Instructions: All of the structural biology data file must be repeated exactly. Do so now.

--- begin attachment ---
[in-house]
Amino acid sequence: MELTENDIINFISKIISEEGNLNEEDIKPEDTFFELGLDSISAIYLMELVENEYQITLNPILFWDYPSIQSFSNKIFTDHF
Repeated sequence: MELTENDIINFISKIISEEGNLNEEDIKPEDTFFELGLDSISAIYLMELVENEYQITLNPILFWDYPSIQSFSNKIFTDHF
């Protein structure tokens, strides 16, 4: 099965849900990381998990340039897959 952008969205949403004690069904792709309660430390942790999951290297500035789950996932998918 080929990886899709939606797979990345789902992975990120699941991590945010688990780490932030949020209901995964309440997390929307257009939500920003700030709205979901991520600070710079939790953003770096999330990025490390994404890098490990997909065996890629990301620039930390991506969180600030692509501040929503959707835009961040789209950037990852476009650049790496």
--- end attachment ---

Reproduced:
[in-house]
Amino acid sequence: MELTENDIINFISKIISEEGNLNEEDIKPEDTFFELGLDSISAIYLMELVENEYQITLNPILFWDYPSIQSFSNKIFTDHF
Repeated sequence: MELTENDIINFISKIISEEGNLNEEDIKPEDTFFELGLDSISAIYLMELVENEYQITLNPILFWDYPSIQSFSNKIFTDHF
């Protein structure tokens, strides 16, 4: 099965849900990381998990340039897959 952008969205949403004690069904792709309660430390942790999951290297500035789950996932998918 080929990886899709939606797979990345789902992975990120699941991590945010688990780490932030949020209901995964309440997390929307257009939500920003700030709205979901991520600070710079939790953003770096999330990025490390994404890098490990997909065996890629990301620039930390991506969180600030692509501040929503959707835009961040789209950037990852476009650049790496």